• Fruits are packed with essential vitamins, minerals, antioxidants and fibres; hence you should include at least 3-4 servings of colourful fruits through the day. These nutrients act as building blocks for the body as growth of each cell depends upon them. The fibre in fruits specifically helps cleanse the toxins lining the intestinal walls.

For a detailed plan and personalised diet plan do visit the Nutrition department at Kokilaben Dhirubhai Ambani Hospital. Please refer below link for more details.

Diwali – Health & Happiness!

Wednesday, October 18th, 2017

Diwali – the festivals of lights and happiness is here. Let us celebrate Diwali in a healthy way and by following simple ways in which we can spread happiness to others too. This Diwali say “No” to crackers. Celebrate an eco -friendly Diwali to reduce noise, sound and air pollution. Also, the weather is playing havoc this festive season spreading various illnesses due to the sudden change in temperatures.

Eat mindfully this Diwali.
Here are few ways to eat healthy this Diwali:
  1. Avoid bingeing food at odd hours.
  2. Say “No” to sugary beverages and sweets that add unnecessary calories and result in disastrous health outcomes.
  3. Eat at regular intervals to keep your metabolism revved up. Have mini-meals rather than large meals at one go.
  4. Choose baked or air fried Diwali goodies over deep fried ones.
  5. Dry fruits are also an extremely healthy option and go well with the festive mood.
  6. Try to include a small 20 minute exercise schedule in your busy day.
  7. Be hydrated with natural drinks like buttermilk, lemon juice, and fresh fruit juices to be high on energy.
  8. Have a mini-meal at home before stepping out for  Diwali dinner, that makes you eat small portions outside.
  9. Stay away from alcohol this season to ensure less calorie intake.
  10. Avoid ‘chhena’ and ‘khoya’ sweets and milk products from outside shops. Mithais are best when made at home.
Diwali and Pollution

Respiratory ailments rise up during Diwali days. It is sad to see elderly, infants, pets and asthma patients suffer with various kinds of pollutants. Avoid crackers completely and if it is not possible then reduce the numbers. A visual cracker show must be arranged for groups of people to reduce overall usage of crackers.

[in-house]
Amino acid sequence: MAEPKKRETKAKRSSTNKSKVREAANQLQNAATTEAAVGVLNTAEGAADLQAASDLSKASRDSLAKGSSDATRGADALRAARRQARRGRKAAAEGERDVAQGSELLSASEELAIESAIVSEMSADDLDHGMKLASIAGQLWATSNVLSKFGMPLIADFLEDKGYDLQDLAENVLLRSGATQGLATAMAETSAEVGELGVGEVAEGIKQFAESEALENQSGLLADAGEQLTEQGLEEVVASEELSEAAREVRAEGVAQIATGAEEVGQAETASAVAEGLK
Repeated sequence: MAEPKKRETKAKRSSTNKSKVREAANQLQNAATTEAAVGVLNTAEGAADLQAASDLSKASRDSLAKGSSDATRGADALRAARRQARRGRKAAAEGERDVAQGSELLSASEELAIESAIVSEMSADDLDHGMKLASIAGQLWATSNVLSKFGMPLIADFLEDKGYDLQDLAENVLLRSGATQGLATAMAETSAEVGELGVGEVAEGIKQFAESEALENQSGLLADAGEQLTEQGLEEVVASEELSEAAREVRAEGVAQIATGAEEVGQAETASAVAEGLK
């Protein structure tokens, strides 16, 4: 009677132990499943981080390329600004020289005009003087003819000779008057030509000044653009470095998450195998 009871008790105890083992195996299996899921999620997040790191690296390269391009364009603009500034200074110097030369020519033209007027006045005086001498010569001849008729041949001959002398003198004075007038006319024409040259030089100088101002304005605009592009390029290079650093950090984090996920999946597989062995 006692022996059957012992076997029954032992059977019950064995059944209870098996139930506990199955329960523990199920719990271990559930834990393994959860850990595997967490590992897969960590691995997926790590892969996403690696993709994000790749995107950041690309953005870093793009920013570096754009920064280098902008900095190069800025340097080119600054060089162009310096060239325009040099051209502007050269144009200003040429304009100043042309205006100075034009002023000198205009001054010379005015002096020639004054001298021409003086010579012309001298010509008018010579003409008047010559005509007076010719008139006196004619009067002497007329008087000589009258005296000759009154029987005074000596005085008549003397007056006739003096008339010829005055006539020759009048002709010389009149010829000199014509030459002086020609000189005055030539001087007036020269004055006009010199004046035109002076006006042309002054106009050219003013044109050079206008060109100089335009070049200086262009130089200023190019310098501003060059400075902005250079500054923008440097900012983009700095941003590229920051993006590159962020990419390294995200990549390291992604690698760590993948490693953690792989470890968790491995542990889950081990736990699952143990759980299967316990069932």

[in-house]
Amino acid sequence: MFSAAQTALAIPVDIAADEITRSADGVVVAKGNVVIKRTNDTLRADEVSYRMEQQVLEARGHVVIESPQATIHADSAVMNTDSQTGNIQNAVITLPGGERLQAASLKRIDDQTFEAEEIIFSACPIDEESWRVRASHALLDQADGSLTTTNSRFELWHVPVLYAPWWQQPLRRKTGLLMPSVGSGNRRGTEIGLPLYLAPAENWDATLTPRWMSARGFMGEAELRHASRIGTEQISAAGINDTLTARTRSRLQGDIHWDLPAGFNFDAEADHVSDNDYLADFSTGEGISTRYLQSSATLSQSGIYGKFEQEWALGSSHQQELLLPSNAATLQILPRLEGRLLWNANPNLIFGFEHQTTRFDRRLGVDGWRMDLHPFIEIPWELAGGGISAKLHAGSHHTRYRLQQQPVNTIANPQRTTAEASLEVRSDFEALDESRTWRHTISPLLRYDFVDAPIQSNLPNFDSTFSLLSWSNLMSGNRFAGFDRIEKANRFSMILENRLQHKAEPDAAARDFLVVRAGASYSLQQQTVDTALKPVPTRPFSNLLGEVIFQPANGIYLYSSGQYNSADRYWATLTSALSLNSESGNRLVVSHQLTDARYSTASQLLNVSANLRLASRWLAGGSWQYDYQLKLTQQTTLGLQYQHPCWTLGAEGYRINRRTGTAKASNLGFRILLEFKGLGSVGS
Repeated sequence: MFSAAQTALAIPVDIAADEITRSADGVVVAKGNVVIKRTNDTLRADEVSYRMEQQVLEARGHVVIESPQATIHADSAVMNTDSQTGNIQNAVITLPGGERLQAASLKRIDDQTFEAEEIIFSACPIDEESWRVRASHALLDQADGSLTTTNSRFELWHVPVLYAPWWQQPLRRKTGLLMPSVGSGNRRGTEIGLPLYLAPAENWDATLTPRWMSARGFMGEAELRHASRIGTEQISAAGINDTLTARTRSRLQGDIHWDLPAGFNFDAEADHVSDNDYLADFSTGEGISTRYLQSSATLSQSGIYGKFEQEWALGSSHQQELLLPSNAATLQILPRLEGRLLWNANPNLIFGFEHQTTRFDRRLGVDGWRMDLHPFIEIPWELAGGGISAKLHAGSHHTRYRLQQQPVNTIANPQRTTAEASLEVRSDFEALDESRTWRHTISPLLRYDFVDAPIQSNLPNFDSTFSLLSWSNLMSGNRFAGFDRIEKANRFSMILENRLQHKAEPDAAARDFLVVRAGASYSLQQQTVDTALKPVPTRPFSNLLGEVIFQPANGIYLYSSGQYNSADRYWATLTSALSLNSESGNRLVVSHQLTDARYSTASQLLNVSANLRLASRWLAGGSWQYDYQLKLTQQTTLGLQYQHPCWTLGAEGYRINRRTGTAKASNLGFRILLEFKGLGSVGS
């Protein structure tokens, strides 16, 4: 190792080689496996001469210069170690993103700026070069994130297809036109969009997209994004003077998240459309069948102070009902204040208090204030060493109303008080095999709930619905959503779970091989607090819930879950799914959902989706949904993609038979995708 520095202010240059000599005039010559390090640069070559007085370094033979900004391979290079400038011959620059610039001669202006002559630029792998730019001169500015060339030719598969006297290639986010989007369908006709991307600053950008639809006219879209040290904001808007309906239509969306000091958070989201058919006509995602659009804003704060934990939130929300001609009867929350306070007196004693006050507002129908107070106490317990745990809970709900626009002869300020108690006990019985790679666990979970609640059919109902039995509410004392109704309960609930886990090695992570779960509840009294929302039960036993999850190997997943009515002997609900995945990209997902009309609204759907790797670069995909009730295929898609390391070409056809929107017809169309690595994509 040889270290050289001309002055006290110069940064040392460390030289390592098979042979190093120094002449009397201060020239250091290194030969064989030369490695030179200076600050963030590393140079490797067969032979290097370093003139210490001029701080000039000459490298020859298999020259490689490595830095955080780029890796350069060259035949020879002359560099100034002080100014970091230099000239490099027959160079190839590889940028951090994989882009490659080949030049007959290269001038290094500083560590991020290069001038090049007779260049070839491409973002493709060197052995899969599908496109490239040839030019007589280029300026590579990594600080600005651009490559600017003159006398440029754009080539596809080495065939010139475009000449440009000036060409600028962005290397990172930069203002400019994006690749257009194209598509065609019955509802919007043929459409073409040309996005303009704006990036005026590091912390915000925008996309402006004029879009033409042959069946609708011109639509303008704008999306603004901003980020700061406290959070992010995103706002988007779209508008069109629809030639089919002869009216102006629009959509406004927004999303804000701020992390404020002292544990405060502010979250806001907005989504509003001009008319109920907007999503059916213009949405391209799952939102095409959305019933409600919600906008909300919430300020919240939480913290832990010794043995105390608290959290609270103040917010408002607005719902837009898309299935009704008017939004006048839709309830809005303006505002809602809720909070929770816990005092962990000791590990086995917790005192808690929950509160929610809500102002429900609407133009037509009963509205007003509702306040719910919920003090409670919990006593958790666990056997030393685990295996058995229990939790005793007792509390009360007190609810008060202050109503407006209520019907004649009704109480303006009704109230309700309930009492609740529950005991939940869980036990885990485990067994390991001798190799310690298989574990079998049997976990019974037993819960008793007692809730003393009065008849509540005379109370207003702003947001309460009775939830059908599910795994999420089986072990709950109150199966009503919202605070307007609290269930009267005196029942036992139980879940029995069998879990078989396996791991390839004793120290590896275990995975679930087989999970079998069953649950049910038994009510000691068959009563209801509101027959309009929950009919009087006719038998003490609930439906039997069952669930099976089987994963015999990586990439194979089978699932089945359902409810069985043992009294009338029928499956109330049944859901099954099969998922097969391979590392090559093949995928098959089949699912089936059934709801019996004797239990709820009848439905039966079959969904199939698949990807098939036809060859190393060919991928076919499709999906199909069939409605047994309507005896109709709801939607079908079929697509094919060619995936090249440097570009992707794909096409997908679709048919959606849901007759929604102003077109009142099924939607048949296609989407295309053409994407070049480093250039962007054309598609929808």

Some of the precautions to take during Diwali:
  1. Take care of the elderly, asthma patients, cardiac patients and infants during Diwali.
  2. Limit the use of crackers and abstain from using loud explosives.
  3. Never burn rockets facing buildings or windows.
  4. Pay attention to the health concerns of the society and be sensitive towards your neighbours.
  5. Wear face masks to prevent inhaling the poisonous mix of gases  and ear plugs to minimize the impact of the high decibel explosions.
  6. Never leave the crackers half burnt; always douse them in water before disposing.
  7. Always burn crackers in an open area.
  8. Wear cotton clothes while burning crackers.
  9. Children must be accompanied by adults while burning crackers.
  10. Keep any inflammable substance away from crackers to avoid accidents.

Wishing you all a very Happy and Safe Diwali. Stay healthy and happy this Diwali! In case of any medical emergencies please contact our team of doctors at Kokilaben Dhirubhai Ambani Hospital.  Our Full Time Specialist System ensures availability and access to the best medical talent 24 hours a day, 7 days a week. Please visit our website for more details: